You are currently browsing the tag archive for the ‘Norway’ tag.

The Flag of the Ashanti (Featuring the Golden Stool)

The most important of Ghana’s crown jewels is not a crown at all but rather the legendary Sika ‘dwa, the Golden Stool which is believed to house the living spirit of all Ashanti people from all time.  According to lore, the Stool descended from heaven into the lap of Osei Tutu, the first Ashanti king in 1701.  At times struggle for control of the Golden Stool has devolved into war–including the eponymous “War for the Golden Stool” which broke out in 1900 when Sir Frederick Hodgson, governor of the British Gold Coast demanded to be allowed to sit on the Stool (which is a ceremonial object which is not meant to be sat upon—or even to directly touch the ground).  Although the conflict left Great Britain in control of Ghana, the Golden Stool was hidden until 1920 when it was discovered and despoiled by a group of laborers who were promptly sentenced to death (although the British administrators commuted the sentence to perpetual banishment).

The Golden Stool of the Ashanti

The stool is 18 inches high, 24 inches long, and 12 inches wide.  It is covered with gold ornaments and has bells attached to it to warn the Ashanti tribe if danger is eminent.  If you are confused by the above photo of the Golden Stool, that is because it is “lying down” (since it is not made to be sat upon anyway).  Below is a picture of another Ashanti stool to give you a better idea of the object’s form.  Even a non-royal, non-gold Ashanti stool is imbued with special meaning which edges toward the supernatural.

A Carved Ashanti Stool (Ghana, mid-20th century)

In 1999, King Otumfuo Osei Tutu II was crowned as the 16th leader of Ghana’s largest ethnic group, the Ashanti (although at this time in history, the king’s role is ceremonial and he is barred from serving in Ghana’s government).   The golden stool made a fleeting ceremonial appearance before being returned to the secret location where it is kept.  However the royal family has many other crown jewels which are worn on various state occasions—or just in general.  On October 12, 2012, King Otumfuo Osei Tutu II was traveling in Oslo, Norway to attend a conference when jewel thieves made off with a bag containing many of the lesser crown jewels of Ghana (which they stole from the lobby of the Radisson Blu Plaza Hotel).  It seems like the King of the Ashanti might have lost some of the splendid gold headdresses pictured here.

Ashanti King Otumfo Osei-Tutu II

Last year I wrote about the world’s fastest human powered boat, the 170 oar Hellenic navy trireme Olympias, which is scheduled to visit New York’s harbor as part of the tall ship festival this summer (July, 2012).  One of my friends has even been training to crew the classical warship while it is here, so we will be returning to that story soon!  In the mean time, however I have been following the somewhat related story of the traditional construction of a Viking longboat in Norway.

Dragon Harald Fairhair. Drawing by Øystein Ormbostad

Viking ships were up to three times as fast as the other ships of the time.  They could be pulled entirely on the beach and they had flexible, clinker lined hulls which allowed them to conform to the waves in the manner of the serpents, dragons, and seabirds which were their emblems. Vikings used their superior ships to undertake prodigious feats of sailing.  The Norse mariners sailed from North America in the west, to the far distant Sea of Azov beyond the Black Sea (and pretty much everywhere in between).  Not only were the sea coasts of Europe, Central Asia, and North America accessible to Viking ships: because the vessels had such a shallow draft, they could operate on rivers which were regarded as non-navigable.  From the 8th to the 11th centuries, Scandinavian sailors could appear almost anywhere to explore, trade, pillage, or hire out as mercenaries.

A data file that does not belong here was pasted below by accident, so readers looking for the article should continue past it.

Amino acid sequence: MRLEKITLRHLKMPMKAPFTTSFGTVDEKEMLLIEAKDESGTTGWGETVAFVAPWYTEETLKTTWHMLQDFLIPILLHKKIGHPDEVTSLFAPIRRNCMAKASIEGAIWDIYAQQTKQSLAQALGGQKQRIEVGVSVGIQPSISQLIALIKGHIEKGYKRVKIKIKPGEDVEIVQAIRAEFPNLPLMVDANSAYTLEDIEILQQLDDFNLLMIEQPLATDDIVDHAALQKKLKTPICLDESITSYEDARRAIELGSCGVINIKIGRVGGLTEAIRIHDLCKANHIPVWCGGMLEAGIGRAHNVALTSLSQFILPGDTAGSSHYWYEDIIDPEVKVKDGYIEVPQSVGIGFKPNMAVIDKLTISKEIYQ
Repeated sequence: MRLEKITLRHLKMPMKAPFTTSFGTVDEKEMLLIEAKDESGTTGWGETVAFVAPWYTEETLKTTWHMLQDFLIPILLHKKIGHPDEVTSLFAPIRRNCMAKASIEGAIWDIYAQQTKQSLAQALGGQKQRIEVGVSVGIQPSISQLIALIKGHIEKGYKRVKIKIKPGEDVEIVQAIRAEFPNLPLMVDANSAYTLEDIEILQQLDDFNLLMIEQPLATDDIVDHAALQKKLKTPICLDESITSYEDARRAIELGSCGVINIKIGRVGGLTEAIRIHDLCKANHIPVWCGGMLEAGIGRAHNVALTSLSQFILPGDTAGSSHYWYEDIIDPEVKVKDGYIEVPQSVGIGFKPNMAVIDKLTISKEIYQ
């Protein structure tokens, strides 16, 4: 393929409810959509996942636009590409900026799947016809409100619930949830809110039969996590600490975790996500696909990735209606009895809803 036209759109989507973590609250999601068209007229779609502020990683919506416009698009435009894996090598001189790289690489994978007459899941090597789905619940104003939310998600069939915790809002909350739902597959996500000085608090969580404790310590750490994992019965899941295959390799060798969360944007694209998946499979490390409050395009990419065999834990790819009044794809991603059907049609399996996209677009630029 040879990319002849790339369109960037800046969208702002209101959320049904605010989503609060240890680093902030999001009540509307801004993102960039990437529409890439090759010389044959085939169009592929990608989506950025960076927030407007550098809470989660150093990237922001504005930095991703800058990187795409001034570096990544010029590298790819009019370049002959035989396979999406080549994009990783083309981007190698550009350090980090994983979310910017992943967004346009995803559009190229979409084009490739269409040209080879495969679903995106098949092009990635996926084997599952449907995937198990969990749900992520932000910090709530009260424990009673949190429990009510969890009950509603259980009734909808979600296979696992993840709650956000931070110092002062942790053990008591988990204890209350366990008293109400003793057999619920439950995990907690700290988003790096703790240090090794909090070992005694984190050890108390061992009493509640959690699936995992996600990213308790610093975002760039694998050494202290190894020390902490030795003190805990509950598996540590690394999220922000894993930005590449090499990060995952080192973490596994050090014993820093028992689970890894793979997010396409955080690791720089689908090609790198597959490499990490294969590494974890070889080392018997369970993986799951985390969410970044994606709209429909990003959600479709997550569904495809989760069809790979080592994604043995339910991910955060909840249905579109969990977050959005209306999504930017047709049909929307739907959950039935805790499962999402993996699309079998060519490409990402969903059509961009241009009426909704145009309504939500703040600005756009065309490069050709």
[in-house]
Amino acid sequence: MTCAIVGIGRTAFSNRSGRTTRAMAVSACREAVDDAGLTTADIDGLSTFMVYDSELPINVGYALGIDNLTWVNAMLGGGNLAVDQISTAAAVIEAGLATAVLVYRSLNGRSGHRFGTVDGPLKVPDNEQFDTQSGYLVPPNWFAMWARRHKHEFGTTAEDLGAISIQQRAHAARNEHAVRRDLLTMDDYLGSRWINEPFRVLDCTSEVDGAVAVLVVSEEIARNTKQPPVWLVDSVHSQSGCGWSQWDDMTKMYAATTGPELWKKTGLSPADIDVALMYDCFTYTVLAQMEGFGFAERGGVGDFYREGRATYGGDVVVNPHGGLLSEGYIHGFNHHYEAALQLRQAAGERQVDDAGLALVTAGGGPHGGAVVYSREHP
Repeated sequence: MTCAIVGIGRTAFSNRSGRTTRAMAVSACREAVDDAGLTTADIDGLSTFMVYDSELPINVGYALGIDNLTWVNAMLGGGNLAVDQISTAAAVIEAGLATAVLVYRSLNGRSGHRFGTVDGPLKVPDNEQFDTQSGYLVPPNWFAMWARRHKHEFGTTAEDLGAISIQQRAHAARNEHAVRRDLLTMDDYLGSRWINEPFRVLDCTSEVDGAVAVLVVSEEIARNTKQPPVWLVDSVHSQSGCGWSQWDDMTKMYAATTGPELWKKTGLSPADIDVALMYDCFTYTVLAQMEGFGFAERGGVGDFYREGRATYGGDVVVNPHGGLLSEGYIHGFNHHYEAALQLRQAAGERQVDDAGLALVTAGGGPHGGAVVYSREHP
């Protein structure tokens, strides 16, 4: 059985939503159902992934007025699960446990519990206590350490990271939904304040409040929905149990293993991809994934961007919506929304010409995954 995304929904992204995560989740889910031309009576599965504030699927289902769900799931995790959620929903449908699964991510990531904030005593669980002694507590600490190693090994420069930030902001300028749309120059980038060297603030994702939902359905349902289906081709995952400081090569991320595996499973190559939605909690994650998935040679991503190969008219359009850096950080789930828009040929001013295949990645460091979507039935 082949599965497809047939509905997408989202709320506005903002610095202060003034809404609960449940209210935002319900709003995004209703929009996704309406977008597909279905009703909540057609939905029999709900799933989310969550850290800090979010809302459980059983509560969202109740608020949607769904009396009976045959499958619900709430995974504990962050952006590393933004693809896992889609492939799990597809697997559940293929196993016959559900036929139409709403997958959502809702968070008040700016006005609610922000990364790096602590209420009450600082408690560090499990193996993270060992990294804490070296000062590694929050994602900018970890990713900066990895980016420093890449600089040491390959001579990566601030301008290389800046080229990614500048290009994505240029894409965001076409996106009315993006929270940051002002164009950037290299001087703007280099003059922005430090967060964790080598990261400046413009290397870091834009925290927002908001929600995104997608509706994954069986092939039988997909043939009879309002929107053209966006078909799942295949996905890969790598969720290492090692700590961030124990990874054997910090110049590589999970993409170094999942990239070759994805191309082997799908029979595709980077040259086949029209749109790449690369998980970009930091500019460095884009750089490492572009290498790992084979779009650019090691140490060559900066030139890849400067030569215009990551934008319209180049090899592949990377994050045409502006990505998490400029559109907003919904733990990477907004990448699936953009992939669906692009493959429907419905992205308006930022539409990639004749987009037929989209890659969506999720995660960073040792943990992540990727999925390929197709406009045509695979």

The Sea Stallion from Glendalough (Havhingsten fra Glendalough) is the largest replica Viking ship built to date. The ship is 29 metres long and carries 60 oarsmen, with a crew of 70 – 80.

The ship being crafted today in Haugesund (Western Norway) is based on a large greatship (storskipene) of the Norwegian coastal fleet.  The boat will be christened the Dragon Harald Fairhair in honor of King Harald Fairhair (c. 850 – c. 933) who welded the petty kingdoms of Norway together as a unified nation (that’s a metaphor—he used statecraft and war to assemble his kingdom rather than actual welding). In order to make the ship as realistic as possible, traditional boatwrights have pored over classical literary sources from medieval sagas, as well as analyzing drawings, carvings, and actual period boats from wrecks and burials.  The project’s website describes the completed boat

At a hundred and fourteen feet of crafted oak, twenty-seven feet on the beam, displacing seventy tons, and with a thirty-two hundred square foot sail of pure silk, this magnificent ship will indeed be worthy of a king.

The Dragon Harald Fairhair will have 25 pairs of oars. It is necessary to have at least two people on  each oar to row the ship efficiently. That will give a crew of at least 100 persons, yet the craft should be able to be sailed by only twelve.

When it is finished, the Dragon King Harald, will join a veritable fleet of reconstructed Viking boats (which can be seen here at vikingstoday.com).  The craft should be seaworthy in summer of 2012, but its builders anticipate spending a season experimenting with rigging and sailing techniques (since there are no actual Viking sailors left to explain how to operate a working Viking longboat.

Dragon Harald Fairhair under construction February 2012 (Arne Terje Sæther)

Ye Olde Ferrebeekeeper Archives

October 2020
M T W T F S S
 1234
567891011
12131415161718
19202122232425
262728293031